How Anthony Bourdain Felt About 'Ugly' Food

Anthony Bourdain is known as the culinary master and television personality who brought us around the world in search of (and found) the best, often exotic, often outlandish cuisines. According to Food & Wine, Bourdain mentioned some of these gorgeous dishes, including "a perfectly fried whole artichoke in Rome, a pile of freshly cracked crabs in Seattle," and "a pornographic selection of cheeses in France," pictures of which he often posted on Instagram to make other diners jealous.

But what about food that's not so pretty? The late chef said it has just as much, and sometimes more, value. "[I] know that some of the most inherently delicious food has been pickled, butchered, braised, stewed, and/or charred in a way that maximizes flavor, visual appeal be damned," he said.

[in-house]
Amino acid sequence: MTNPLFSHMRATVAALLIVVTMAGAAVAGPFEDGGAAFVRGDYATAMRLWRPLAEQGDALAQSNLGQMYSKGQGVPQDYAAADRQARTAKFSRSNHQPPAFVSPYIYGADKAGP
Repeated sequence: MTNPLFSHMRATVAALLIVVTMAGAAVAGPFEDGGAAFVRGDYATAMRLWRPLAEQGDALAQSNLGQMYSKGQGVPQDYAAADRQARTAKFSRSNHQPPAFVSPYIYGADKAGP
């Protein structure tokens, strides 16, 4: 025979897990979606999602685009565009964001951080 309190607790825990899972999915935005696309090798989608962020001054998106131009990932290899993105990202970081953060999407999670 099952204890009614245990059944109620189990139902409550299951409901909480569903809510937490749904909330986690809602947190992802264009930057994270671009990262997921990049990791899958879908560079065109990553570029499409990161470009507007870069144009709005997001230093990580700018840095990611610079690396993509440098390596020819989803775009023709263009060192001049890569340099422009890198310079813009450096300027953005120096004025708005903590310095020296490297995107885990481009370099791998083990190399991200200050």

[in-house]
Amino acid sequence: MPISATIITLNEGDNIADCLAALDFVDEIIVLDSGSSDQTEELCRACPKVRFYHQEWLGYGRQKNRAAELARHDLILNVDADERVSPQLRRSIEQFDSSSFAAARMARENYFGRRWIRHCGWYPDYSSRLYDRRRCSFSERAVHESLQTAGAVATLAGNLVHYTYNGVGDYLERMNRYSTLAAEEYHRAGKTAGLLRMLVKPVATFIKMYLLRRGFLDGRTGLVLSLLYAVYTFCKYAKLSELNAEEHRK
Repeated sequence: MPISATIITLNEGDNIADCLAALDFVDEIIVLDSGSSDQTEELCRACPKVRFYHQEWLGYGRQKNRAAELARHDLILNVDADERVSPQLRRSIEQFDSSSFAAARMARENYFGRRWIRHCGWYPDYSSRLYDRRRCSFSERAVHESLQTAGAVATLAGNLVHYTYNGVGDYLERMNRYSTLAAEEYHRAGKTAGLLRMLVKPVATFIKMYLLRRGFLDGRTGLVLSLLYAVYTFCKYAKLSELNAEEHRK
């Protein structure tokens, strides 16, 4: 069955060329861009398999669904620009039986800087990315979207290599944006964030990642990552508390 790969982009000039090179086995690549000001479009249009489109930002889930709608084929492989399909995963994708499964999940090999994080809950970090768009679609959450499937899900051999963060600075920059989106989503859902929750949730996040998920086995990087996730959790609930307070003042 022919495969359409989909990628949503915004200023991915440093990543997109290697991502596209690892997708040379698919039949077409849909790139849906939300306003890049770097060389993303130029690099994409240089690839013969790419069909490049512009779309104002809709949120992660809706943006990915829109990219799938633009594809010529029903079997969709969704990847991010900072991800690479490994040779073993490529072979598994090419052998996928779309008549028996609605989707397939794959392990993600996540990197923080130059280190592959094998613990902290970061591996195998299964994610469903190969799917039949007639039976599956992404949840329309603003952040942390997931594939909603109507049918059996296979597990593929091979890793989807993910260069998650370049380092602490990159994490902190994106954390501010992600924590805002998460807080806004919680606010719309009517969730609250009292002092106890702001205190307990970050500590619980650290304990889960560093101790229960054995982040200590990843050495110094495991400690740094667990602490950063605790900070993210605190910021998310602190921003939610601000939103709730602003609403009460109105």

For instance, Bourdain cited his favorite dish in Singapore, char kway teow, as an example. "It's uniformly brown, greasy, mushy, and, in general, not a looker. But it's the first thing I go for in Singapore—or wherever else in the world I can find it," he said.

Anthony Bourdain painted an ugly picture of the future of food

In the Food & Wine article, Bourdain also pointed out that many "ugly" foods are foods that are steeped in ethnic cultures from around the world, which oftentimes have very specific and technical recipes that require quite a bit of talent to execute. "Sometimes, the 'ugly but good' guts are the glory," he said.

But the value of ugly food goes beyond tasting good. An article shared by Thrillist explored Bourdain's commitment to reducing food waste, some of which he claimed had to do with consumers' obsession with buying "pretty" food. Bourdain claimed that 30% of food in grocery stores will be thrown away, a number he calls "horrifying." He called shoppers to ask for ugly food when selecting their produce and for fellow chefs to lead the ugly food revolution.

"The fact is, if enough chefs make ugly tomatoes cool, everybody's going to want cool tomatoes. Ugly tomatoes. That's going to be the big thing. Everybody's going to go to Whole Foods and say, 'These tomatoes aren't bruised enough. They're all symmetrical,'" Bourdain stated.